The Optimus blog

The blog that inspires leaders in the UK education sector

The Optimus blog

The blog that inspires leaders in the UK education sector

Elizabeth Holmes

Happy New Year! 15 CPD resolutions for teachers

'I think in terms of the day’s resolutions, not the year’s.' - Henry Moore

So, a new calendar year is almost upon us and although we are only a third of the way through the academic year, it still feels like a time to reflect on how things are going – focusing on what we may change for the better to support our future professional learning.

If you’re lucky you will already have had access to some great CPD but if not, you may want to consider what your next steps for learning may be as we welcome in a new year. These ideas may help:

15 for '15

  1. Your wellbeing is everything. Without it, each aspect of your life can suffer. Give it priority and watch how much easier life can become.
  2. Give yourself lean weeks. Most of us have the habit of reading certain blogs or skimming through Twitter feeds or other sources of education opinion but in crowded weeks this can just add to the background noise that prevents us from focusing. Save those interactions for when you’re not so pressed for time. Little will change in the meantime!
  3. Are you clear about where you’re going with your professional learning in 2015? If not, refocus and plot a course that serves your professional interests as well as possible.
  4. Find allies. Seek out colleagues in your school and via social media that can support your goals and add positively to your professional learning. What professional learning communities can you access?
  5. Aim to identify one or two actions which support your professional learning most effectively at this time.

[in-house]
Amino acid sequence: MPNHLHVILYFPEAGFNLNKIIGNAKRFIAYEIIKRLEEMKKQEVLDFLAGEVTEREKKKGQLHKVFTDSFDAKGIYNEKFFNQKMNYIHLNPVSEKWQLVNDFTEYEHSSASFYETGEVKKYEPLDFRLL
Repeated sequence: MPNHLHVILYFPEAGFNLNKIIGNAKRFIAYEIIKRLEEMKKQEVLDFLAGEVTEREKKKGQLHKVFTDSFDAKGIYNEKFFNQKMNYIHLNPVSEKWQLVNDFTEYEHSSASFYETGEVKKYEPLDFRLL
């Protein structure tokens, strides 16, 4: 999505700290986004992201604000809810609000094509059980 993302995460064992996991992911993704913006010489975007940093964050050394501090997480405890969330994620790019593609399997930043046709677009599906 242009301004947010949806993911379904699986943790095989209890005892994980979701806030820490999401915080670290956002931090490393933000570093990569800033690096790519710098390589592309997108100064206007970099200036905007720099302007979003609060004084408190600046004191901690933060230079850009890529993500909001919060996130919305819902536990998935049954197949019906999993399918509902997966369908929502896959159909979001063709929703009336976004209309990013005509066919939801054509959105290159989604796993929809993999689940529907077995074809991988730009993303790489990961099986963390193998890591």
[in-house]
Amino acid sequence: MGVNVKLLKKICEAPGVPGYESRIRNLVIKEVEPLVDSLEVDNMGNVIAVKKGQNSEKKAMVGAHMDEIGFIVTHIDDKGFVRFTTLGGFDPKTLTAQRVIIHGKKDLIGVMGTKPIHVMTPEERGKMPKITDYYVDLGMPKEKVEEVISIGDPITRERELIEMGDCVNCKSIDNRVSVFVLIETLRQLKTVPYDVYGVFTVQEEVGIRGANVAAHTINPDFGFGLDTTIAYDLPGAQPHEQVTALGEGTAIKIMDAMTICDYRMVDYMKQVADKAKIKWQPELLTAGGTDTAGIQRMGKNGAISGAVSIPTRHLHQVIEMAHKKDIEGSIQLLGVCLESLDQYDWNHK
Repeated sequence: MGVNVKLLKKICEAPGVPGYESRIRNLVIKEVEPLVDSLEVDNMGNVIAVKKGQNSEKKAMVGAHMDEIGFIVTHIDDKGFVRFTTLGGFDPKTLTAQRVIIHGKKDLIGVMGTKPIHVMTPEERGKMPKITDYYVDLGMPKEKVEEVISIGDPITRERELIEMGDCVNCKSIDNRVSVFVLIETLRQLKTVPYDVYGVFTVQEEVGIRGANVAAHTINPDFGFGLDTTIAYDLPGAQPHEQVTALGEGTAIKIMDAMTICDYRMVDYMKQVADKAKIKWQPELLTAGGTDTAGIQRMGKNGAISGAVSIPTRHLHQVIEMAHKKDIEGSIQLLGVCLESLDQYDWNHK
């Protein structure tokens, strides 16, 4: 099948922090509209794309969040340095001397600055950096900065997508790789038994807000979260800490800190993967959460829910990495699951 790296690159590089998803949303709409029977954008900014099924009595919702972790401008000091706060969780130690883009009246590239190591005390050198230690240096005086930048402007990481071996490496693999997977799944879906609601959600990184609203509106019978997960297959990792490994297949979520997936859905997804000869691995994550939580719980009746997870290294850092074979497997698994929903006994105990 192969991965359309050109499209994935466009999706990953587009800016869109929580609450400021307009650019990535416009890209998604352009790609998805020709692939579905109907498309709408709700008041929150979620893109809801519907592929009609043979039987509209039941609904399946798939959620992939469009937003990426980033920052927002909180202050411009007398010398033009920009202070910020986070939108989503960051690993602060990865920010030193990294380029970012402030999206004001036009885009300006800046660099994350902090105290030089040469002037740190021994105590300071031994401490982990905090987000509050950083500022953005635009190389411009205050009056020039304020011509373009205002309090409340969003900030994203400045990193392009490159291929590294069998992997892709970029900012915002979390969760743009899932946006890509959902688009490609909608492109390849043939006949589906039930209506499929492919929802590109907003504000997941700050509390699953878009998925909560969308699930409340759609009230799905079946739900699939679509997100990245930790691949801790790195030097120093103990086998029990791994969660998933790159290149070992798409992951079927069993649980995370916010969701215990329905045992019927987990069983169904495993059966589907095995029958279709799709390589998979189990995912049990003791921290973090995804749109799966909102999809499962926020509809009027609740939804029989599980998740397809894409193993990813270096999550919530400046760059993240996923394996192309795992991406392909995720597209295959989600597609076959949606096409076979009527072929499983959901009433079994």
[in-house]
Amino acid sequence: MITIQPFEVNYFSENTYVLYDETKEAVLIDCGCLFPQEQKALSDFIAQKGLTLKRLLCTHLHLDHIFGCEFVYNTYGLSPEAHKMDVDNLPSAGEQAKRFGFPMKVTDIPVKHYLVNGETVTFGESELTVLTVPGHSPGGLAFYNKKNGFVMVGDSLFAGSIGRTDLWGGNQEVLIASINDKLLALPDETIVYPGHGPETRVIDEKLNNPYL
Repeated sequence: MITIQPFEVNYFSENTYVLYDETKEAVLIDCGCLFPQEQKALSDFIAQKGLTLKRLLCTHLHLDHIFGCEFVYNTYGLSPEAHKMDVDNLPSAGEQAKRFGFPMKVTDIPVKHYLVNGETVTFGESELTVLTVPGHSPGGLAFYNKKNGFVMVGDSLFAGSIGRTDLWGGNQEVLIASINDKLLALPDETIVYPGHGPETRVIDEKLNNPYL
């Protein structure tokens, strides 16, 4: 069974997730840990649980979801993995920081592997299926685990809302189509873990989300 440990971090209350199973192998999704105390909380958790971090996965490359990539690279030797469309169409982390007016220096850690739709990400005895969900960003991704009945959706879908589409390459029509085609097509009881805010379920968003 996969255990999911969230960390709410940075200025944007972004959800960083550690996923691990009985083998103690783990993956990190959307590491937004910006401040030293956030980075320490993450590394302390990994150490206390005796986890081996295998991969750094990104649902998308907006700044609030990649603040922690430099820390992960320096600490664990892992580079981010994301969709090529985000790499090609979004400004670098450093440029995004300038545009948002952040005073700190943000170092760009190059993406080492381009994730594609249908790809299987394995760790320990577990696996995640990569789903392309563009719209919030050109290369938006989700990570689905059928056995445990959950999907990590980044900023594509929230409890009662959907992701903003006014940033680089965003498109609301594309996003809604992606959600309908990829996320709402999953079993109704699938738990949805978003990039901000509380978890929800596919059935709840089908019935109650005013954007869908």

6. Seek out links with your local higher education institution, especially if they are offering professional learning opportunities.
  7. Identify recent research that is relevant to your context and analyse it with colleagues if possible. What can usefully inform your work in the classroom?
  8. Know who can support you in your development at school and seek them out; engage in professional dialogue whenever possible.
  9. Offer your knowledge and expertise in support of the professional learning of colleagues.
  10. Reflect, reflect, reflect. Record your reflections in whichever way suits you. It’s useful to review them periodically too.
  11. Consider the impact of your professional learning. Your school may have strategies for helping teachers to do this. What has changed in your practice? How have the knowledge and skills acquired impacted the work of your students? These are just basic starting points for impact evaluation.
  12. Observations work really well in some schools as a tool for development. Consider how this might work for you if you don’t currently get the chance to observe colleagues in action.
  13. If you don’t already belong to one, explore whether there is a subject association that can support your work. These can be great sources of professional learning and the latest research in your field.
  14. Change one thing. Grand gestures and dramatic transformations may appeal, but just subtle shifts in your practice can bring about positive impacts for your learners. What is the single aspect of your work you might usefully transform in the coming term? Do that, if at all possible.
  15. Plot a course. Where do you want to be in 2016? What steps are you currently taking to get there?

Further reading

You will need to log in to access the pieces below but if your school or setting does not have a membership then simply take out a free trial to read for free. Top tips for the new year Learning from last year CPD for a great New Year

 

Similar Posts

Kelly Hannaghan

How to improve self-care

With a growing number of educators struggling to maintain a work life balance, Kelly Hannaghan shares her ideas around teaching self-care techniques to increase productivity and emotional harmony. I appreciate that educators have one of the most stressful yet rewarding careers, and as such you...
Read more...
John Dabell

How to deal with negative teachers

Actively cultivating positive emotions is essential in a school environment. But how do you work with staff who don’t look on the bright side of life? John Dabell discusses. Schools can be stressful places that make Frankensteins of us all and breed negative thinking and toxicity. When left...
Read more...
Elizabeth Holmes

Teacher wellbeing: more than just tackling workload

To address the real problem of poor teacher wellbeing, schools need to be doing more than just reducing workload. It’s also about leadership and management, personal wellbeing and learning to say no. In November 2019 the Education Support Partnership published its latest Teacher Wellbeing Index ...
Read more...